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Read an Excerpt
I was thirteen years old when my parents conquered Granada. It was 1492, the year of miracles, when three hundred years of Moorish supremacy fell to the might of our armies, and the fractured kingdoms of Spain were united at last.
I had been on crusade since my birth. Indeed, I’d often been told of how the pangs had overcome my mother as she prepared to join my father on siege, forcing her to take to her childbed in Toledo–an unseemly interruption she did not relish, for within hours she had entrusted me to a nursemaid and resumed her battles. Together with my brother, Juan, and my three sisters, I had always known the chaos of a peripatetic court, which shifted according to the demands of the Reconquest, the crusade against the Moors. I slept and awoke to the deafening clamor of thousands of souls in armor; to beasts of burden dragging catapults, siege towers, and primitive cannon; to endless carts piled with clothing, furnishings, supplies, and utensils. Rarely had I enjoyed the feel of marble underfoot or eaves overhead. Life consisted of a series of pavilions staked on stony ground, of anxious tutors gabbling lessons and cringing as ﬂaming arrows whooshed overhead and crashing boulders decimated a stronghold in the distance.
The conquest of Granada changed everything–for me and for Spain. That coveted mountain citadel was the most opulent jewel in the Moors’ vanishing world; and my parents, Isabel and Fernando, their Catholic Majesties of Castile and Aragón, vowed to reduce it to rubble rather than suffer the heretics’ continuing deﬁance.
I can still see it as if I were standing at the pavilion entrance: the lines of soldiers ﬂanking the road, winter sunlight sparking off their battered breastplates and lances. They stood as if they had never known hardship, gaunt faces lifted, forgetting in that moment the countless privations and countless dead of these ten long years of battle.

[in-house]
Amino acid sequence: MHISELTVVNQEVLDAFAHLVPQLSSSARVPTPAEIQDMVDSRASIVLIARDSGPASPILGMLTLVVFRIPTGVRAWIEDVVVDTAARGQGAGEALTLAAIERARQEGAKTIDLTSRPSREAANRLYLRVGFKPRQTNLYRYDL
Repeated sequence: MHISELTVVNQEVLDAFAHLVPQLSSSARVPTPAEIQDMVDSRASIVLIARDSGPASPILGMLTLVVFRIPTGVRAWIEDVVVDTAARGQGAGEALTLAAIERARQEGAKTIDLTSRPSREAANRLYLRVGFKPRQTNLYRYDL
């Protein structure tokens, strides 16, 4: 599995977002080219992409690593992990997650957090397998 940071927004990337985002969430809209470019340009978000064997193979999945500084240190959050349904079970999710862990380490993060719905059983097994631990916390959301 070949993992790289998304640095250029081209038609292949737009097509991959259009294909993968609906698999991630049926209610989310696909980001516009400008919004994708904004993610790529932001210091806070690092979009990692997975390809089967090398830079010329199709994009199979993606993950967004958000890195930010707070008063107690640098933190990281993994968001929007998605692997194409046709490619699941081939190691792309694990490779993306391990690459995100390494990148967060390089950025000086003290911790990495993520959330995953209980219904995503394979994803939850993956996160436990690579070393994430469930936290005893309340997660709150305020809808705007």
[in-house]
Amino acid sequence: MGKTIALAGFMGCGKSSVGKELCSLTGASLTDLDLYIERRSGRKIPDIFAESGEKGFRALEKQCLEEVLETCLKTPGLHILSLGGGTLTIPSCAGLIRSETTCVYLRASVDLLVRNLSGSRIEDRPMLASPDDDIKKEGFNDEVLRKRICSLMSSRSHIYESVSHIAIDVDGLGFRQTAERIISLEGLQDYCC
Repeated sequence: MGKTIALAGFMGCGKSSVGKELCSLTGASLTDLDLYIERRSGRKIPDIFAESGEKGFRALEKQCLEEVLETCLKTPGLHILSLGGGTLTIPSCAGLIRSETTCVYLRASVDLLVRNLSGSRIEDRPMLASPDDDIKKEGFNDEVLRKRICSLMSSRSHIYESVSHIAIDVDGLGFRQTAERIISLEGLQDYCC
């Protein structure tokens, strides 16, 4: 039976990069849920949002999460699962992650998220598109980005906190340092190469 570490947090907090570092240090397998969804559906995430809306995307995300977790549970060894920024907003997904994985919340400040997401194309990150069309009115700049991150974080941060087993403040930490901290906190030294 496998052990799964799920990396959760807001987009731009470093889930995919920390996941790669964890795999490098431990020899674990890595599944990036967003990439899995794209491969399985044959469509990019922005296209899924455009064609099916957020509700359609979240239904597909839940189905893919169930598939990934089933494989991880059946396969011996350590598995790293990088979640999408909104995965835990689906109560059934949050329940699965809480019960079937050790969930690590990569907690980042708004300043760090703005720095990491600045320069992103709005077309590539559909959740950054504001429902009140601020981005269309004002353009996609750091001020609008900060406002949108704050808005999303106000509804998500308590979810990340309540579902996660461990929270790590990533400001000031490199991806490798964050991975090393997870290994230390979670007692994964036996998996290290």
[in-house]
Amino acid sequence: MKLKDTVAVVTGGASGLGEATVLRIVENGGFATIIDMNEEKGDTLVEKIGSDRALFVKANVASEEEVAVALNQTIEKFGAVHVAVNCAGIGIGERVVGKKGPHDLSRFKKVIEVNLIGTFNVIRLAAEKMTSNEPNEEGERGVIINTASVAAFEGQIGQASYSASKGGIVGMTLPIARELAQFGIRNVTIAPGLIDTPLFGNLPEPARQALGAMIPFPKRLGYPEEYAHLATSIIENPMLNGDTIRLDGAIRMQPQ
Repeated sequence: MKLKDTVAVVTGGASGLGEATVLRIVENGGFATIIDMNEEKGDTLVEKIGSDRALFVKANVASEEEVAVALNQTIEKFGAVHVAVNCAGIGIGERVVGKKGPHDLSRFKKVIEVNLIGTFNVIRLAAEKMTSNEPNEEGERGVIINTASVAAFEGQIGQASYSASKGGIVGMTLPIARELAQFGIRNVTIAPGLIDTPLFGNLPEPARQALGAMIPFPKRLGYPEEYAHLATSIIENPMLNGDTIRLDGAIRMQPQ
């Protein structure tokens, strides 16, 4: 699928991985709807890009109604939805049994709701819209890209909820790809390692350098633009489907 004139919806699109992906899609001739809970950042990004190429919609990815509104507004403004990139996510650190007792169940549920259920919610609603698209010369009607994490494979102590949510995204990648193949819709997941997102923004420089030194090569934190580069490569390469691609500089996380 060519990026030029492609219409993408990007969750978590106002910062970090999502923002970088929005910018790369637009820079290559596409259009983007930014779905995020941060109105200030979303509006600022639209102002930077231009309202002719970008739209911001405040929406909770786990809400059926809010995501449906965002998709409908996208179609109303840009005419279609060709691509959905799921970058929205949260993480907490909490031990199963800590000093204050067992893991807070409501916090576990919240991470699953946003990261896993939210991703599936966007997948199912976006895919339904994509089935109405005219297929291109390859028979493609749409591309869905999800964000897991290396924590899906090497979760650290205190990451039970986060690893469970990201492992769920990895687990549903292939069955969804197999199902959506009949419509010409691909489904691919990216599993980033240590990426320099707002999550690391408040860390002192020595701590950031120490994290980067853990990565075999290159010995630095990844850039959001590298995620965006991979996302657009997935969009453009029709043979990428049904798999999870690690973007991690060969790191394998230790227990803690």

A thrill ran through me. From the safety of the hilltop where our tents were, I had watched Granada fall. I followed the trajectory of the tar-soaked, ﬂaming stones hurled into the city walls and beheld the digging of trenches ﬁlled with poisonous water so no one could breach them. Sometimes, when the wind blew just right, I even heard the moans of the wounded and the dying. At night while the city smoldered, an eerie interplay of shadow and light shivered across the pavilion’s cloth walls; and we awoke every morning to ﬁnd cinder dust on our faces, our pillows, our plates–everything we ate or touched.
I could scarcely believe it was over. Turning back inside, I saw with a scowl that my sisters still struggled with their raiment. I had been the ﬁrst to wake and don the new scarlet brocades my mother had ordered for us. I stood tapping my feet, as our duenna, Doña Ana, shook out the opaque silk veils we always had to wear in public.
“A curse on this dust,” she said. “It has seeped even into the linen. Oh, but I cannot wait for the hour when this war is at an end.”
I laughed. “That hour has come! Today, Boabdil surrenders the keys to the city. Mamá already awaits us in the ﬁeld and–” I paused. “By the saints, Isabella, surely you don’t plan to wear mourning today of all days?”
From under her black coif, my elder sister’s blue eyes ﬂared. “What do you, a mere child, know of my grief? To lose a husband is the worst tragedy a woman can endure. I will never stop mourning my beloved Alfonso.”